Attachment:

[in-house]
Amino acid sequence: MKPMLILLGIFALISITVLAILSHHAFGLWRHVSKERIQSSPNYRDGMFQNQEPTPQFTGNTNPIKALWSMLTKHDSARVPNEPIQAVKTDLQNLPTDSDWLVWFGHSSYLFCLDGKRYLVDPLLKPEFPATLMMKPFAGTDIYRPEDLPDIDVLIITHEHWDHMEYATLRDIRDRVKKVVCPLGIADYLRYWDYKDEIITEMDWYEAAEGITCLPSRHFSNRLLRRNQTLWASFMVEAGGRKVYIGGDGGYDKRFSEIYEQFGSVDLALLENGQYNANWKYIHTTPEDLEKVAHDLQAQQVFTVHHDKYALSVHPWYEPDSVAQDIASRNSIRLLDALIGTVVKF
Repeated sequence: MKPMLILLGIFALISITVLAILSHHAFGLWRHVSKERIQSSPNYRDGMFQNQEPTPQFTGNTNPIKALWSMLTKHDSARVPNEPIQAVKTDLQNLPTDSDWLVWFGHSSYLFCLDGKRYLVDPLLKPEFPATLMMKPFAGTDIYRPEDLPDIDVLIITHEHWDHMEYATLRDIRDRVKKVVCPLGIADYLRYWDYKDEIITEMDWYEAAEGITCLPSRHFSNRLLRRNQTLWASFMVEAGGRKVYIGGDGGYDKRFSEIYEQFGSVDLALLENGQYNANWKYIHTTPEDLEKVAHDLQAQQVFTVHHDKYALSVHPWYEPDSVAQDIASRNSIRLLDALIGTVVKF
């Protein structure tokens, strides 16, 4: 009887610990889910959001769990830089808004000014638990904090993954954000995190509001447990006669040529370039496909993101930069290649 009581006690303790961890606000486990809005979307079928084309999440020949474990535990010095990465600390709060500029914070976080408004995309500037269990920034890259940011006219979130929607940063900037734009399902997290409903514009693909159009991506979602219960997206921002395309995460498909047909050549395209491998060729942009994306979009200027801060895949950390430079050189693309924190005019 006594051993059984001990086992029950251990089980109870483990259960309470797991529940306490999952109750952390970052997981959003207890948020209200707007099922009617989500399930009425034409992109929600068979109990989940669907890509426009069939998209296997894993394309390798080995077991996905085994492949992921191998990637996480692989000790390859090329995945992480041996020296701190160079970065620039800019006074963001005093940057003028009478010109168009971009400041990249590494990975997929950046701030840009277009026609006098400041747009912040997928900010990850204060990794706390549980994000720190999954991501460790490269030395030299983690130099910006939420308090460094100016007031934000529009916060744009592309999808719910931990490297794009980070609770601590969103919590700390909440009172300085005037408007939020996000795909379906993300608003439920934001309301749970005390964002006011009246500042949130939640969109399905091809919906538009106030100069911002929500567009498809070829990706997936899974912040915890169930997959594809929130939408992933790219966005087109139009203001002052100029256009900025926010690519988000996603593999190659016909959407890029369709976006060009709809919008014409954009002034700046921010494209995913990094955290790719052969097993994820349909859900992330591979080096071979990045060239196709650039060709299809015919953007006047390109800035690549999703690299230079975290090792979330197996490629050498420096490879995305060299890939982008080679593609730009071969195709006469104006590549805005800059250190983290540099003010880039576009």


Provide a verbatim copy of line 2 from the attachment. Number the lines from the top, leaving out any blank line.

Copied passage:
Amino acid sequence: MKPMLILLGIFALISITVLAILSHHAFGLWRHVSKERIQSSPNYRDGMFQNQEPTPQFTGNTNPIKALWSMLTKHDSARVPNEPIQAVKTDLQNLPTDSDWLVWFGHSSYLFCLDGKRYLVDPLLKPEFPATLMMKPFAGTDIYRPEDLPDIDVLIITHEHWDHMEYATLRDIRDRVKKVVCPLGIADYLRYWDYKDEIITEMDWYEAAEGITCLPSRHFSNRLLRRNQTLWASFMVEAGGRKVYIGGDGGYDKRFSEIYEQFGSVDLALLENGQYNANWKYIHTTPEDLEKVAHDLQAQQVFTVHHDKYALSVHPWYEPDSVAQDIASRNSIRLLDALIGTVVKF